SMU eNews
SMU HSSC   L-R Dr. Mitoma, Dr. Cosby, Ms. Maeda, Dr. Yamauchi, Dr. Abbott, Dr. Sasaki

Japanese Healthcare Professionals Consult SMU Faculty to Learn and Share Best Practices

This year Samuel Merritt University (SMU) played host to several faculty and healthcare professionals from Japan.  "In the past recent years SMU has increased its global recognition for our innovative teaching facilities, such as the Health Sciences Simulation Center, and our faculty," explains Scot Foster, PhD, Academic Vice President and Provost. 

In early February the University welcomed Minako Ito, RN, PHN, MSN, a professor from St. Luke's College of Nursing in Tokyo.  She teaches nursing fundamentals.  It was her curiosity about simulation-based learning with nursing students that spurred an interest to visit SMU.
During her visit, Professor Ito observed students in the Bachelor of Science in Nursing (BSN) program conducting collaborative practice in a variety of clinical settings.  The nursing students practiced on the mannequins that respond like real patients, immersing themselves in caring for the mannequin-patient in a computer-simulated medical-surgical scenario.

Ms. Ito says she found the University and the School of Nursing to be state-of-the-art and "the faculty and students gracious, helpful, and exceptionally competent."  She adds the visit made her reflect on her own teaching style and the importance of implementing simulated learning at St. Luke's College in Tokyo.  

In April, Dr. Tomoko Inoue, a professor and the chair of the Graduate School of Health Care Science at Tokyo Medical and Dental University, contacted SMU Associate Professor and Director of the SMU Case Management program Fusae Abbott, DNSc, RN, for her consultation.  Dr. Inoue is also the chair of the National Licensure Examination Committee at the Ministry of Health, Labor, and Welfare in Japan.

"Dr. Inoue has received a three-year grant from the Japanese government for her project, Development of Postgraduate Educational Program for Mid-Level Providers (Advanced Practice Nurses) and the Innovation of a Healthcare Delivery Mode," explains Dr. Abbott.  "This is a $100,000 grant and Dr. Inoue is looking at our University to help shape the development of this healthcare project."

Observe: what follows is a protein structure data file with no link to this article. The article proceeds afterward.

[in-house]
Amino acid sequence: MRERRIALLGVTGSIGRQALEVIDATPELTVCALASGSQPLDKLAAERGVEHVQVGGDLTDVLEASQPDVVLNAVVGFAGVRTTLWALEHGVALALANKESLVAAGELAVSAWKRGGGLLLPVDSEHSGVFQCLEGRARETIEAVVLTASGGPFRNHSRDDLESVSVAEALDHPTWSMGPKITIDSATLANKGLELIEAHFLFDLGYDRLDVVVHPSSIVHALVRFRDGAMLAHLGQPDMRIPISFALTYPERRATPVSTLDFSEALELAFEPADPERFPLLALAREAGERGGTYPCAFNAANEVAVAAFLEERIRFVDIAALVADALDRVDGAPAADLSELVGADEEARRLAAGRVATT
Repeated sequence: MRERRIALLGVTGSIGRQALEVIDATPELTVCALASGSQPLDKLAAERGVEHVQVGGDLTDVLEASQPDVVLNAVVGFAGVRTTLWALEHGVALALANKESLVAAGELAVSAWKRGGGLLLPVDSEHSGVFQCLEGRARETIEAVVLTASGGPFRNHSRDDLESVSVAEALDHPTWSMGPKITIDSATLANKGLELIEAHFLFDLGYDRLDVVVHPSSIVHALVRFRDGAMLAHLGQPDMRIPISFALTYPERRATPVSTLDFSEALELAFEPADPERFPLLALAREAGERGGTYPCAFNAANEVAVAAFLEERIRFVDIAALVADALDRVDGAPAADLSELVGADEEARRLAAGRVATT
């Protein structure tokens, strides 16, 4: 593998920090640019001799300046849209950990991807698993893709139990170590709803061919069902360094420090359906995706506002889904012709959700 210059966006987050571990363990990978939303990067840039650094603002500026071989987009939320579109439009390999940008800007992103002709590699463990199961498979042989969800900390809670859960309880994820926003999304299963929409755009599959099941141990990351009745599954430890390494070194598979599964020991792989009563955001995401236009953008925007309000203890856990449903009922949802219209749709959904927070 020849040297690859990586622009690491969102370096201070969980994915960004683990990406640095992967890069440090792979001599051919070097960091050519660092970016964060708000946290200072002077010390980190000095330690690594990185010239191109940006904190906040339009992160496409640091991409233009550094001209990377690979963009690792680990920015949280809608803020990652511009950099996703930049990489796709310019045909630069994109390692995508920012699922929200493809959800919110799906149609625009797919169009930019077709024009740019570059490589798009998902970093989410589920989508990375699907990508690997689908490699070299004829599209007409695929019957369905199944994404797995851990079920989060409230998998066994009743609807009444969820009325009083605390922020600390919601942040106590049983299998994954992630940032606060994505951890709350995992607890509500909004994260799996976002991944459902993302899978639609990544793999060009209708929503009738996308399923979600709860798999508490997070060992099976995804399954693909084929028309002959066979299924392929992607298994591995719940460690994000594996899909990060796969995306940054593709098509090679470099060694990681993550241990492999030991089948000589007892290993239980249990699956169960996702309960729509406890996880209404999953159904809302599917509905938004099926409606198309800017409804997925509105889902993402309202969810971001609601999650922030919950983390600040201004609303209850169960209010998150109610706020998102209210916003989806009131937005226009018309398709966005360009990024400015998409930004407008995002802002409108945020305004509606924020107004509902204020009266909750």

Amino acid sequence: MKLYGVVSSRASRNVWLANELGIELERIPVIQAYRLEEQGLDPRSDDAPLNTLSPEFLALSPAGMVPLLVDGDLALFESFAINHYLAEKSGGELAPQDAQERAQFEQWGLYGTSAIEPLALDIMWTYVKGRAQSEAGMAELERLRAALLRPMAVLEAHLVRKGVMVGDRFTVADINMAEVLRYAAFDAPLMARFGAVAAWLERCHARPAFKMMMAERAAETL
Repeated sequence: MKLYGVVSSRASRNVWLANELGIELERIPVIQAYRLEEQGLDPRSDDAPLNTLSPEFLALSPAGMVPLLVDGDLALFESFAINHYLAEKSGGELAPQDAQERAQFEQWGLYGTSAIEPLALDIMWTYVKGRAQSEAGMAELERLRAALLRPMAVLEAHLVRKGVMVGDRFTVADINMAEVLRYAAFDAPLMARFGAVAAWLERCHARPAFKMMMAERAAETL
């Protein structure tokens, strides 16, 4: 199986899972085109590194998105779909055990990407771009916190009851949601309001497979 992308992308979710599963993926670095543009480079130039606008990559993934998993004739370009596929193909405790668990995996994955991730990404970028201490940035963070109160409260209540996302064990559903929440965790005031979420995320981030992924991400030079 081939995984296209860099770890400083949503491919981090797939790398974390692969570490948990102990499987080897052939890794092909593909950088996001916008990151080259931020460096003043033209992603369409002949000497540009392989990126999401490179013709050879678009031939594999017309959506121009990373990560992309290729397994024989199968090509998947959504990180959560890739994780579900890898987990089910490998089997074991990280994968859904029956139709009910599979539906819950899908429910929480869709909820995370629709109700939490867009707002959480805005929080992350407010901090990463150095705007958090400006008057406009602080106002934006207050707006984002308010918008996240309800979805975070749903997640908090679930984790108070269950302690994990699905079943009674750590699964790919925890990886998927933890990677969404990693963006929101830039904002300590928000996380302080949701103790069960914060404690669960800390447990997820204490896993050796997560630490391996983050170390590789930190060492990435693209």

Dr. Inoue explained that the physician-driven healthcare delivery system in Japan is facing multiple challenges due to changes in demographics and lifestyle among the Japanese people, resulting in an increased number of people with chronic conditions.  A shift in delivery of healthcare services is necessary from hospital-based acute care to community-based out-patient and home health services.

"Mid-level practitioners [in Japan] could play a pivotal role in the new delivery model," explains Dr. Abbott. "Therefore, Dr. Inoue and her team are very interested in learning about educational strategies for mid-level providers, particularly Family Nurse Practitioners education in the US and our [FNP] program."

Due to the collaborative work between Drs. Inoue and Abbott, this past November SoN welcomed professors and healthcare professionals, Toyoaki Yamauchi, MD, RN, FNP, ND, PhD, Professor, and Rika Mitoma, RN, Ph.D Professor, both from the Department of Nursing at the Nagoya University School of Health Sciences and Yoshiko Sasaki, RN, PHN, PhD, Associate Professor and Rumi Maeda, RN, MSN, Assistant Professor, both from Tokyo Medical and Dental University.